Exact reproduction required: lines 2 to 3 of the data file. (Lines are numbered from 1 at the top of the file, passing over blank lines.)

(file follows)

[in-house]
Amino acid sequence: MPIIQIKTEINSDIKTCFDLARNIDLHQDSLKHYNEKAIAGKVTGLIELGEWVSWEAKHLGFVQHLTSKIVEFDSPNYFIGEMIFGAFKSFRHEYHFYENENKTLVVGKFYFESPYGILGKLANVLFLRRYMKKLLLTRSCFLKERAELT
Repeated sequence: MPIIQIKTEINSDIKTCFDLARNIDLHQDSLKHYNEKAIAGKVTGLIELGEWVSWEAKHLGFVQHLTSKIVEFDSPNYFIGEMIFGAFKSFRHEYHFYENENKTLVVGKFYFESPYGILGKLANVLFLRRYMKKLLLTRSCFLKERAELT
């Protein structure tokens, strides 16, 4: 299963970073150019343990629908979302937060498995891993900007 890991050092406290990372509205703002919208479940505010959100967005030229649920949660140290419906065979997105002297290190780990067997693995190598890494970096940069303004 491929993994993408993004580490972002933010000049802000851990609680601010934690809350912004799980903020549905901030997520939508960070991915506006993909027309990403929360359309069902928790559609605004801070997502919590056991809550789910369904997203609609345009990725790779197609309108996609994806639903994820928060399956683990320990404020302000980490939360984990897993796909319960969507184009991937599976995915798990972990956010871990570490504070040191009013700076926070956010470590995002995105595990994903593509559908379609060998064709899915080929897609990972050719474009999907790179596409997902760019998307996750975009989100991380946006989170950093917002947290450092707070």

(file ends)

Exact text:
Amino acid sequence: MPIIQIKTEINSDIKTCFDLARNIDLHQDSLKHYNEKAIAGKVTGLIELGEWVSWEAKHLGFVQHLTSKIVEFDSPNYFIGEMIFGAFKSFRHEYHFYENENKTLVVGKFYFESPYGILGKLANVLFLRRYMKKLLLTRSCFLKERAELT
Repeated sequence: MPIIQIKTEINSDIKTCFDLARNIDLHQDSLKHYNEKAIAGKVTGLIELGEWVSWEAKHLGFVQHLTSKIVEFDSPNYFIGEMIFGAFKSFRHEYHFYENENKTLVVGKFYFESPYGILGKLANVLFLRRYMKKLLLTRSCFLKERAELT